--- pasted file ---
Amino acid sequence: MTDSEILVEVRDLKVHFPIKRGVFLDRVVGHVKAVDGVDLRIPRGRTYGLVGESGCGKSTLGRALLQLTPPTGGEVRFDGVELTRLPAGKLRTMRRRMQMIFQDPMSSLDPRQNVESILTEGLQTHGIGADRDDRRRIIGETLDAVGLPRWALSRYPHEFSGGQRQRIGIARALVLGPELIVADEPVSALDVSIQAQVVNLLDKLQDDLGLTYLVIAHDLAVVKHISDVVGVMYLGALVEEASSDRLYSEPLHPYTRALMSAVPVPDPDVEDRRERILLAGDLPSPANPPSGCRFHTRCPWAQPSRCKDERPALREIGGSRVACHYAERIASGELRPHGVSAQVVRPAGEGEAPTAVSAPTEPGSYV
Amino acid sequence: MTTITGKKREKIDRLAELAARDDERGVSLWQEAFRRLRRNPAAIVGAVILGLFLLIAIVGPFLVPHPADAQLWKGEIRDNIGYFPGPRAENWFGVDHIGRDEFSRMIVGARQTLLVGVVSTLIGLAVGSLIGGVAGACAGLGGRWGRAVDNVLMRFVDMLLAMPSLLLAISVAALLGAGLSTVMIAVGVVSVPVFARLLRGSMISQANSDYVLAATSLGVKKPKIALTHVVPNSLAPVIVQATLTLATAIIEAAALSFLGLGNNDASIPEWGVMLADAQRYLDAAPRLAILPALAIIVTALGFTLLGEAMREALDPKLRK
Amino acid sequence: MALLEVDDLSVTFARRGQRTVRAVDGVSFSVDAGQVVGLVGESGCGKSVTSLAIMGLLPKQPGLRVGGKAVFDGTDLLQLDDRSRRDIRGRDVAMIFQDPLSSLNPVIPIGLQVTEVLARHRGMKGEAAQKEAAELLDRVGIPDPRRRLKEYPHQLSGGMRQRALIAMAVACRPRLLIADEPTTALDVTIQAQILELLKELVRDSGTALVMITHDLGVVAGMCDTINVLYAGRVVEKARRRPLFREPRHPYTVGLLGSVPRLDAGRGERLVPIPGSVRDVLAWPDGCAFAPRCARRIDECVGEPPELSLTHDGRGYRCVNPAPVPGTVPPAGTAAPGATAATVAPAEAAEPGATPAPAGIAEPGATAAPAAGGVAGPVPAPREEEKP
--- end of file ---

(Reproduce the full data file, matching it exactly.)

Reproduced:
Amino acid sequence: MTDSEILVEVRDLKVHFPIKRGVFLDRVVGHVKAVDGVDLRIPRGRTYGLVGESGCGKSTLGRALLQLTPPTGGEVRFDGVELTRLPAGKLRTMRRRMQMIFQDPMSSLDPRQNVESILTEGLQTHGIGADRDDRRRIIGETLDAVGLPRWALSRYPHEFSGGQRQRIGIARALVLGPELIVADEPVSALDVSIQAQVVNLLDKLQDDLGLTYLVIAHDLAVVKHISDVVGVMYLGALVEEASSDRLYSEPLHPYTRALMSAVPVPDPDVEDRRERILLAGDLPSPANPPSGCRFHTRCPWAQPSRCKDERPALREIGGSRVACHYAERIASGELRPHGVSAQVVRPAGEGEAPTAVSAPTEPGSYV
Amino acid sequence: MTTITGKKREKIDRLAELAARDDERGVSLWQEAFRRLRRNPAAIVGAVILGLFLLIAIVGPFLVPHPADAQLWKGEIRDNIGYFPGPRAENWFGVDHIGRDEFSRMIVGARQTLLVGVVSTLIGLAVGSLIGGVAGACAGLGGRWGRAVDNVLMRFVDMLLAMPSLLLAISVAALLGAGLSTVMIAVGVVSVPVFARLLRGSMISQANSDYVLAATSLGVKKPKIALTHVVPNSLAPVIVQATLTLATAIIEAAALSFLGLGNNDASIPEWGVMLADAQRYLDAAPRLAILPALAIIVTALGFTLLGEAMREALDPKLRK
Amino acid sequence: MALLEVDDLSVTFARRGQRTVRAVDGVSFSVDAGQVVGLVGESGCGKSVTSLAIMGLLPKQPGLRVGGKAVFDGTDLLQLDDRSRRDIRGRDVAMIFQDPLSSLNPVIPIGLQVTEVLARHRGMKGEAAQKEAAELLDRVGIPDPRRRLKEYPHQLSGGMRQRALIAMAVACRPRLLIADEPTTALDVTIQAQILELLKELVRDSGTALVMITHDLGVVAGMCDTINVLYAGRVVEKARRRPLFREPRHPYTVGLLGSVPRLDAGRGERLVPIPGSVRDVLAWPDGCAFAPRCARRIDECVGEPPELSLTHDGRGYRCVNPAPVPGTVPPAGTAAPGATAATVAPAEAAEPGATPAPAGIAEPGATAAPAAGGVAGPVPAPREEEKP